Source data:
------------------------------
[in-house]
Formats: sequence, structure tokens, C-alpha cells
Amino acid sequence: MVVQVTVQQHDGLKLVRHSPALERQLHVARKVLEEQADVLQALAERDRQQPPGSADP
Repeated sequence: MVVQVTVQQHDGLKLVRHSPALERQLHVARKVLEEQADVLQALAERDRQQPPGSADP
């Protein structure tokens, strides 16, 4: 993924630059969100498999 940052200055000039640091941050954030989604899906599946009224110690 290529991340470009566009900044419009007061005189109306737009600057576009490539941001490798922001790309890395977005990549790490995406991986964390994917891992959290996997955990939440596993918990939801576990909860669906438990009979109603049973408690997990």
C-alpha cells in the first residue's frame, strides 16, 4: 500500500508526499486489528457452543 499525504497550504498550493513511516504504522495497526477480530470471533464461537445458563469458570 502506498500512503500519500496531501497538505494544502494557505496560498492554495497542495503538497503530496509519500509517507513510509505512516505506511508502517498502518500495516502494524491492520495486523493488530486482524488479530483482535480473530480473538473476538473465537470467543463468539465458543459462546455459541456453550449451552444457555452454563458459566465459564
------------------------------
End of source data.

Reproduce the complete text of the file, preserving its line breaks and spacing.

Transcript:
[in-house]
Formats: sequence, structure tokens, C-alpha cells
Amino acid sequence: MVVQVTVQQHDGLKLVRHSPALERQLHVARKVLEEQADVLQALAERDRQQPPGSADP
Repeated sequence: MVVQVTVQQHDGLKLVRHSPALERQLHVARKVLEEQADVLQALAERDRQQPPGSADP
């Protein structure tokens, strides 16, 4: 993924630059969100498999 940052200055000039640091941050954030989604899906599946009224110690 290529991340470009566009900044419009007061005189109306737009600057576009490539941001490798922001790309890395977005990549790490995406991986964390994917891992959290996997955990939440596993918990939801576990909860669906438990009979109603049973408690997990």
C-alpha cells in the first residue's frame, strides 16, 4: 500500500508526499486489528457452543 499525504497550504498550493513511516504504522495497526477480530470471533464461537445458563469458570 502506498500512503500519500496531501497538505494544502494557505496560498492554495497542495503538497503530496509519500509517507513510509505512516505506511508502517498502518500495516502494524491492520495486523493488530486482524488479530483482535480473530480473538473476538473465537470467543463468539465458543459462546455459541456453550449451552444457555452454563458459566465459564